Volcanoes have shaped the Earth.

By pumping hot molten rock onto the surface, they have built new lands. The islands of Hawaii were formed by underwater volcanoes that blasted out so much rock, it reached above the surface of the sea.

Volcanoes have also changed the makeup of the atmosphere. By pumping greenhouse gases into the air, they have ensured that the planet doesn't freeze over – well, most of the time.

But Earth isn't the only world with volcanoes. The more we explore the solar system, the more we find that they are common, and they can dwarf our homemade ones.

Some of these extraterrestrial volcanoes are "extinct": they have not erupted for millions of years, and probably never will again. But others are as active as anything on Earth.


At first glance, you could mistake Mercury for the Moon. The closest planet to the Sun is a grey ball of rock, scarred by countless craters.

Nothing much happens there now, but in the distant past it was spattered by volcanoes. There are huge plains that formed when molten lava spewed onto the surface, spread out and cooled. Cracks in the surface reveal that it once split and shifted.

The volcanoes died when the planet's interior cooled, so there was no longer enough heat to power them.


From space, Venus is enigmatic. It is covered with thick clouds that never break, so there is no way to see the surface directly. We have had to fall back on radar, and a few rather unlucky probes that have landed there.

We say "unlucky" because Venus is punishingly hot, and its atmosphere exerts a staggering amount of pressure. The probes ended up both melted and crushed.

Just to add to the impression of hellishness, there is evidence that Venus is volcanically active.

There are plenty of features that look like volcanoes. The tallest is Maat Mons, which rises 5 miles (8km) above the surface. It is almost as high as Mount Everest. It's not clear if it is active.

But others do seem to be. Idunn Mons appears to be rather warmer than the surrounding rocks, suggesting it contains molten magma.

Most convincingly, the orbiting probe Venus Express has detected several spots where temperatures have rapidly risen and fallen. These brief temperature spikes might well have been lava flows.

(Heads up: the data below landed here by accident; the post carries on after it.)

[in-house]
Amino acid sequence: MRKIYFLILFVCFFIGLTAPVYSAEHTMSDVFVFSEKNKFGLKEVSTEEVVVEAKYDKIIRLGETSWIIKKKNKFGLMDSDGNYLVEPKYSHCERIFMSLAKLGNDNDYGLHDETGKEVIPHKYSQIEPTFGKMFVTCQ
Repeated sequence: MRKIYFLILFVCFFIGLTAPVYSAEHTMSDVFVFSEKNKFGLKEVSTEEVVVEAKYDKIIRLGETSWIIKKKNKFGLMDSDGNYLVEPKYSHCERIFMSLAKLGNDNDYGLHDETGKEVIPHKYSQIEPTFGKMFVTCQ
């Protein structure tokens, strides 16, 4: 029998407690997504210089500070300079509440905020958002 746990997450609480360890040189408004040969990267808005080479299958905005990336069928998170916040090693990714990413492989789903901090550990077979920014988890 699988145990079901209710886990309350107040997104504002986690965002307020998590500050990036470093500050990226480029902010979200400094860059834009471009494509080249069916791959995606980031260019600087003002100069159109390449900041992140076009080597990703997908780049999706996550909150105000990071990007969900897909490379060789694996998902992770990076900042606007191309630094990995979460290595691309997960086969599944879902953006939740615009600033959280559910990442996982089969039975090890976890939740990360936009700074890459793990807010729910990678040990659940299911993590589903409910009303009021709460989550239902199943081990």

The Moon

Like Mercury, our Moon was once volcanically active, but no longer.

The most obvious sign is the vast dark plains called "maria", which means "seas" in Latin. These are the remains of vast lava flows that trundled across the Moon's surface, before cooling and solidifying.

There are also hummocks called lunar domes, which are normally several kilometres across. They often occur in clusters. Those in the picture above are all near the Hortensius crater.

Lunar domes are thought to have formed when molten magma erupted and then cooled slowly.


We are looking at Mars at perhaps the least interesting time in its history. In the distant past it had running water and perhaps even simple life, but today the water is all frozen, and if there is any life we haven't found it yet.

Mars also used to have active volcanoes, and it did them bigger and better than anywhere else.

Olympus Mons is the largest known volcano in the solar system. It dwarfs anything on Earth.

It is 16 miles (25km) tall, three times the height of Mount Everest, and has a diameter of 374 miles (624 km) – about the size of the state of Arizona.

It has not erupted for millions of years, and probably never will again.


Io is one of the four large moons of Jupiter, the largest planet. It is the most volcanically active world in the solar system.

It is almost literally covered with active volcanoes. They erupt plumes of sulphurous chemicals that can reach far out into space.

Io's volcanoes are powered by Jupiter. Io orbits quite close to Jupiter, so its interior is constantly being pushed and pulled by powerful tidal forces. It is as if Io's core was dough, and Jupiter was kneading it.

These titanic forces mean that Io's interior gets very hot. All that heat energy has to come out somehow, and it does so through the volcanoes.


Titan is the largest moon of Saturn, the ringed planet. It is the only known moon to have a dense atmosphere, although not one we could breathe.

Apart from Earth, it is the only body in the solar system with lakes. But unlike our watery ones, Titan's lakes are made up of liquid hydrocarbons.

Titan may have cryovolcanoes. Instead of erupting molten lava, they would erupt volatile liquids like water and ammonia.

The mountain in the picture above is called Doom Mons, after Mount Doom in JRR Tolkien's The Lord of the Rings. The depression to the left of it is called Sotra Patera, and is one of the most promising sites for an active cryovolcano.


There is still some debate about whether Titan truly has active cryovolcanoes, but there is no doubt about another of Saturn's moons, Enceladus.

Over 100 geysers periodically blast water and other chemicals up from Enceladus's icy surface, and far into space. The Cassini probe first detected these plumes in 2005.

The water may be coming from an ocean hidden beneath Enceladus's icy surface.


This final volcanic world is almost unimaginably far away. It is the largest moon of Neptune, the eighth planet, and it is 30 times as far from the Sun as Earth is.

It was visited by the Voyager 2 space probe in 1989. The photos Voyager sent back revealed a crater-pitted landscape similar to that of the Moon.

Voyager 2 also discovered plumes of material erupting from Triton's surface, and reaching about 5 miles (8km) into space.

Like Enceladus and possibly Titan, Triton's volcanoes are spewing out ice rather than lava. NASA scientists suspect that most of the mountains and ridges on the surface are made of water ice rather than rock.